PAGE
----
HONG KONG, Jan 28 (Reuters) - The Hong Kong stock exchange expects a much-hyped trading link with its counterpart in Shenzhen to launch in the second half of this year, sources told Reuters - a timeline that could undermine China’s chances of being included in a major investor benchmark.
Many market watchers had expected the landmark Stock Connect scheme linking Hong Kong with Shanghai to be extended to Shenzhen before June, but individuals briefed by Hong Kong Exchanges & Clearing CEO Charles Li said a start towards the end of the third quarter now looks more likely.
Seen as China’s equivalent of the Nasdaq, the Stock Connect link to Shenzhen would for the first time allow foreign investors to trade the next generation of Chinese companies, including software, high-tech, and biotechnology stocks, via the Hong Kong exchange.
A spokesman for the HKEx said the exchanges are conducting a feasibility study on a link and “will seek approval from the relevant authorities upon completion of their proposal”. The Shenzhen Stock Exchange did not return requests for comment.
Market-watchers had speculated that China would look to launch the Shenzhen link ahead of the MSCI’s annual June review, during which the global index provider will decide whether to include China “A” shares in its Emerging Markets Index, the main global benchmark for emerging markets stocks.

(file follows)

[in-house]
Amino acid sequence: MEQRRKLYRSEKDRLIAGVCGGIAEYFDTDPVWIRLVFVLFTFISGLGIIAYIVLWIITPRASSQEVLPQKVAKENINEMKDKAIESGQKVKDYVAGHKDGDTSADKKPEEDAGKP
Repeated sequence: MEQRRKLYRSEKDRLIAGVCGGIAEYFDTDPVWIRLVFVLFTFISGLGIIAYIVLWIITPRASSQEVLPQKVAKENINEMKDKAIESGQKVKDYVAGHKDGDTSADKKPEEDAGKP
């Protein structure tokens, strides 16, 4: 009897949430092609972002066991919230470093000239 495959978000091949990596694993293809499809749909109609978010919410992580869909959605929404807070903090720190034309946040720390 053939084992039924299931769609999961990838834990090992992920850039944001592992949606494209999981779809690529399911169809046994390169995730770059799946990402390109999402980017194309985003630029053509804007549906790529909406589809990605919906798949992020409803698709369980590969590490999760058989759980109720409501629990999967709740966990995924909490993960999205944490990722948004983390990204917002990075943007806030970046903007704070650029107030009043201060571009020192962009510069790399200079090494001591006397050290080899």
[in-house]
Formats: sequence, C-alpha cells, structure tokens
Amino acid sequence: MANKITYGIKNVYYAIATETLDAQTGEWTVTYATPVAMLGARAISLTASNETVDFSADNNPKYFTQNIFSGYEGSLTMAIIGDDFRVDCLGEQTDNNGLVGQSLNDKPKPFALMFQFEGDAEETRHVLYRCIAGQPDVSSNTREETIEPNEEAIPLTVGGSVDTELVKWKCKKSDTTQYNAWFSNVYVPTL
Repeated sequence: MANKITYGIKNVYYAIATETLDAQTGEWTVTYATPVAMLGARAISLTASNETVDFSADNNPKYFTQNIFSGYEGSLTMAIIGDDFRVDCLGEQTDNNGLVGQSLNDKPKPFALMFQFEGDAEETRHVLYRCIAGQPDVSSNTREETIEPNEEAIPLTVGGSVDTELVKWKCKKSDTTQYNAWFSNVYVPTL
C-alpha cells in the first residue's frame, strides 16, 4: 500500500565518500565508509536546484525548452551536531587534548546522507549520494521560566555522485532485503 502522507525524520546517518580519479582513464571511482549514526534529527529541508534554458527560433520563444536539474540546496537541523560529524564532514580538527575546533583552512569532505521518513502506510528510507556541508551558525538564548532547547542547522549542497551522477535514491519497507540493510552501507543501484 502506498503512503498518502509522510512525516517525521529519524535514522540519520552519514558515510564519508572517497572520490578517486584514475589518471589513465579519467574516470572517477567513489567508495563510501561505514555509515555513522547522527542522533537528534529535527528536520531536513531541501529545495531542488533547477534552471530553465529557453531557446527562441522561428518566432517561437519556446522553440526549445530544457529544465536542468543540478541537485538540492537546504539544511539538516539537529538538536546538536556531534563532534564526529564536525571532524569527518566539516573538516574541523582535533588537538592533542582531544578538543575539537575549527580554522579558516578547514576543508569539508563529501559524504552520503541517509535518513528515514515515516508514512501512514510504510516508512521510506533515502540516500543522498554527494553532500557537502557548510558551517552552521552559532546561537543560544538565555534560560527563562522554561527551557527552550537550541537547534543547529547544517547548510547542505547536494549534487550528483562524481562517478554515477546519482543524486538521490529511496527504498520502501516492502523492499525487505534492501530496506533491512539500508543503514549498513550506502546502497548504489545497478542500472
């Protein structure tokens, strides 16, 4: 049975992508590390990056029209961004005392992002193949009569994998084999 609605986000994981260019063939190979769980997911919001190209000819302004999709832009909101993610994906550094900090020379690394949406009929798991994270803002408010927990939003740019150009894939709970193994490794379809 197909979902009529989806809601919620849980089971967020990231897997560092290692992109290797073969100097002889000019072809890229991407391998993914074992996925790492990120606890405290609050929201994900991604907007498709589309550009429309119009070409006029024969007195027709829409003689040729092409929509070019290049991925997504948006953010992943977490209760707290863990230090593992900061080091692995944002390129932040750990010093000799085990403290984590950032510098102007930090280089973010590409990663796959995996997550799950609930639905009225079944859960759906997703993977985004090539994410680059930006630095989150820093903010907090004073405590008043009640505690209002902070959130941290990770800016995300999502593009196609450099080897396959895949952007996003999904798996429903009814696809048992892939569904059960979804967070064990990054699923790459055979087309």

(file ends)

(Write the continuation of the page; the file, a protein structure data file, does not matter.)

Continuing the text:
Inclusion in the index would require funds globally to rejig their portfolios, potentially channeling billions of dollars into Chinese shares.
A Shenzhen Connect could also pressure other Asian markets, such as Singapore, Taiwan and Korea, as investment flows get diverted to the mainland should MSCI give China the green light.
Singapore’s stock market is already thinking of ways to counter the Stock Connect threat.
Speaking to Reuters on Wednesday, the Singapore Exchange’s CEO Magnus Bocker said he hoped to emulate the Stock Connect link-up within Southeast Asia, in a move that would promote cross-border trading and improve SGX’s liquidity.
The launch of Stock Connect in November last year is regarded as a milestone in the opening up of China’s stock markets, helping to ease some of the investment constraints that led the MSCI to keep China out of the index during its annual review last year.
It is not clear, however, if access to Shanghai alone, which is home to around 986 companies compared with more than 1600 in Shenzhen, will be enough to mitigate MSCI’s concerns around liquidity. A June launch of Shenzhen would have opened up the market further and underlined Beijing’s commitment to liberalise its equity market.
A third-quarter Shenzhen launch does not preclude inclusion in the index provided Beijing makes a formal commitment ahead of June, industry insiders said. Changes to the index are likely to come into effect in 2016, meaning Shenzhen could be online in time for funds to rebalance.
A slightly delayed launch would also allow the exchanges and Hong Kong brokers more time to do the technical work.
“There are quite a few differences between the Shanghai and Shenzhen stock exchanges, so although it will be based on SH-HK Connect it’s not a clear cut case of replicating the work done for Shanghai,” said Stephen Baron, manager at Shanghai-based investment consultancy Z-Ben Advisors. (Reporting by Michelle Price; additional reporting Shanghai Newsroom; Editing by Shri Navaratnam)